Death, Dying, and Dealing with It
Three years ago, I could never have imagined that I’d be contributing to a blog about end of life. I was a new mom, focused on reading parenting books and blogs—thinking about the beginning of life, not the end. My husband, son, and I had a comfortable, happy life in Philadelphia, and enjoyed having much of our family nearby in Washington, DC and New York. We were like most new families: stumbling along trying to figure out how to be good parents and how to still be good to ourselves, each other, our friends and our families despite our new responsibilities. Death was the last thing on my mind.
But during the summer of 2009, before my son turned one year old, my mom was hospitalized with pneumonia. At first it seemed like no big deal. My mom was otherwise healthy. She was weeks before her seventieth birthday, and barely looked sixty. While not one to exercise a lot, she was very active and naturally svelte. We all assumed that with a couple of weeks of antibiotics she’d be back to her old self in no time.
I got the first inklings that something wasn’t right when I visited her at the hospital and there was some talk about the antibiotics not working. After chest x-rays and switching antibiotics, they decided to drain some fluid from her lungs and send her home with oxygen, new antibiotics, and a follow-up appointment for a CT scan. A week later, back home in Philly, I got a call from my dad: my mom didn’t have pneumonia. She had lung cancer. Stage IV adenocarcinoma.
I knew nothing about adenocarcinoma, but I knew that Stage IV was bad. Even before talking to a doctor, I knew that this was the beginning of the end, that the end couldn’t be too far away, and that it would probably be pretty ugly. My mom didn’t want to know anything about her chances of survival, but my brother—who lived near my parents in DC—and I wanted to know everything. My dad was caught somewhere in the middle: he wanted to be informed, but like my mom, he wasn’t ready to hear that the end was near. My mom suggested that my brother and I talk to the doctor without her and ask whatever questions we wanted. Between her doctor and our own research, here’s what we learned: there’s no cure, the best you can do is keep the disease in check with chemo (often called “palliative chemo”) and that about 99% of those diagnosed with Stage IV adenocarcinoma do not survive 18 months.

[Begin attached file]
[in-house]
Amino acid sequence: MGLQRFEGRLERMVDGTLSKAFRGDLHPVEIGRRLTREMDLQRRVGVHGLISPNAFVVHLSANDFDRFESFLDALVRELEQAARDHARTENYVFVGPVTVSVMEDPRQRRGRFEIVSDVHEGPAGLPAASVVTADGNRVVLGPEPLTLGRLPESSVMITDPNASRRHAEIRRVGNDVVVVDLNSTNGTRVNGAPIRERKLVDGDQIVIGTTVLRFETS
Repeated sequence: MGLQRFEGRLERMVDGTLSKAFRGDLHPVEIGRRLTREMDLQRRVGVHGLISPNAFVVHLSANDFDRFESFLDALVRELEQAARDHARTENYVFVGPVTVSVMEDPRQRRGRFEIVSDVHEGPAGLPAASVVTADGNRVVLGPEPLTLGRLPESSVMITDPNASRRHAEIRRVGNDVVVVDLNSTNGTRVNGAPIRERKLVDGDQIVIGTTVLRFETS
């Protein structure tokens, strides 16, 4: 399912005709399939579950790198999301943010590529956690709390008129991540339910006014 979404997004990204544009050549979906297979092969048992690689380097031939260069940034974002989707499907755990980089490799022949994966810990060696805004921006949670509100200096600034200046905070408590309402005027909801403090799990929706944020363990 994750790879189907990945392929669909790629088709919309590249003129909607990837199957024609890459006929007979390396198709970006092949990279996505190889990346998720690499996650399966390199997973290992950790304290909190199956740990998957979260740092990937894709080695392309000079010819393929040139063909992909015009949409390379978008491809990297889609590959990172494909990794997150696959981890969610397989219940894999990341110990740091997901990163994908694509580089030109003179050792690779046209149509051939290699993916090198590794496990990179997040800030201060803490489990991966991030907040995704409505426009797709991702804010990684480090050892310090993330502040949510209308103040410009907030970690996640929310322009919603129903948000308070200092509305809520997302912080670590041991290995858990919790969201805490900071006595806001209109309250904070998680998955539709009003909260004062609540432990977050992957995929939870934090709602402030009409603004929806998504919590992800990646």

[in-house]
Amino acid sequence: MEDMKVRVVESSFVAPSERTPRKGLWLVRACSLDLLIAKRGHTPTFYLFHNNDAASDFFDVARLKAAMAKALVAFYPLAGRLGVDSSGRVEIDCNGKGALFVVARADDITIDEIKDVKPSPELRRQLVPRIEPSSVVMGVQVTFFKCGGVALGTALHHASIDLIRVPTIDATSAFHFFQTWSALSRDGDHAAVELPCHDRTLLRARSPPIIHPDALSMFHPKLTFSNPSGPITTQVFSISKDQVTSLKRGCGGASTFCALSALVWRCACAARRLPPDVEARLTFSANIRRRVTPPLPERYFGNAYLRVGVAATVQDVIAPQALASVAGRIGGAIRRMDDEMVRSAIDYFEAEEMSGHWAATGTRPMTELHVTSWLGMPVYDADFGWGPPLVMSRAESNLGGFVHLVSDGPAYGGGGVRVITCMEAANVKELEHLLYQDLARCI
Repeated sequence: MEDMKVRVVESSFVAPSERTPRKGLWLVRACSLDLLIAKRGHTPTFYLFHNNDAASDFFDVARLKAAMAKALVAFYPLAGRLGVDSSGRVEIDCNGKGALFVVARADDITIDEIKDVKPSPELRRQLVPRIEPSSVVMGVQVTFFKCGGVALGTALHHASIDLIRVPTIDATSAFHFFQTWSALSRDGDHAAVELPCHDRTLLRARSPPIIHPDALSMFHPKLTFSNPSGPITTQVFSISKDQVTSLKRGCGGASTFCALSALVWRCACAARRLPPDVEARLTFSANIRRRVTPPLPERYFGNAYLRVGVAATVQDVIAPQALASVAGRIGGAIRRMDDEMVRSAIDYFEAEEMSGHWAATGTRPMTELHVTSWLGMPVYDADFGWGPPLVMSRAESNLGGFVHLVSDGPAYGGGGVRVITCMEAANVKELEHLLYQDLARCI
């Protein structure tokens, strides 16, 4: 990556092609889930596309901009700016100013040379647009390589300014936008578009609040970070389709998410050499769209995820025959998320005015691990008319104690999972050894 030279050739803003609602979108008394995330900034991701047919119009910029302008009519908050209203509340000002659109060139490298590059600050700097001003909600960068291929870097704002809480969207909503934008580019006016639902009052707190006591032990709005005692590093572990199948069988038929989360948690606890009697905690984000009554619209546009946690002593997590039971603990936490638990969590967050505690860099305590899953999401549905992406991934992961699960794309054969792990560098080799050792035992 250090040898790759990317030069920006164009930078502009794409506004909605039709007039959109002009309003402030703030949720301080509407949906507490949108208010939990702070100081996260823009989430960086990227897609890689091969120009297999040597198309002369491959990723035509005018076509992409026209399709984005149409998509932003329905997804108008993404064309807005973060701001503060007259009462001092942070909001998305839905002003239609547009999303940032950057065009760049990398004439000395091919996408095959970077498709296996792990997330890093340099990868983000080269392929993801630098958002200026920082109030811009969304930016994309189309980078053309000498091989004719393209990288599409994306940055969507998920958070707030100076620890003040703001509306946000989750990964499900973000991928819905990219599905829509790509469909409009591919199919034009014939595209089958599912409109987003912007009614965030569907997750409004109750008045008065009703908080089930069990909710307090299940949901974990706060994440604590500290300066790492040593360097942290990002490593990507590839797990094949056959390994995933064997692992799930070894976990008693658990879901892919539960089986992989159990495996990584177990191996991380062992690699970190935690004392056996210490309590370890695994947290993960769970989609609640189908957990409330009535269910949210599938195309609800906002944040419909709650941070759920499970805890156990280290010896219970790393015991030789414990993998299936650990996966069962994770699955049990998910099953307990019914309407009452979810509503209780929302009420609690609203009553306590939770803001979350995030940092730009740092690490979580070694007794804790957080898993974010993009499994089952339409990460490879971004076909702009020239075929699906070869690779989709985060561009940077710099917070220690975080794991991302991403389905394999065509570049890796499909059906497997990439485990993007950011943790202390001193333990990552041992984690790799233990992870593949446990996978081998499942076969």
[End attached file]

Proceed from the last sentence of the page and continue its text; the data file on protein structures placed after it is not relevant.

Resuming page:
Amazingly, my mom fell into that other 1% of cases: she didn’t die right away. She beat everyone’s expectations and almost made it to the two-year mark. But four months before she passed away, in a cruel twist of fate, I was diagnosed with my own cancer.
In January 2012, I became pregnant, and we began hoping that my mom would be around long enough to meet our second child. Instead of having a child though, I suffered a miscarriage and was diagnosed with a molar pregnancy—a rare condition in which the placenta grows irregularly and becomes tumorous. Most often a molar pregnancy can be resolved just with surgery, but two months later I found out that I was in the unlucky minority for whom it turns into cancer. You read that right. Instead of having a baby, I got cancer.
So here I am, a year later, newly cancer-free and without my mom, doing something I’d never imagined doing: telling the story of this insanity on a blog about death, dying, and dealing with it. Over the next few months, I’ll shed more light on my mother’s decline and death, my own struggle with facing mortality, and what it’s been like trying to maintain some semblance of sanity throughout. I’ve been through it all, and hopefully by sharing it, we can learn from each other.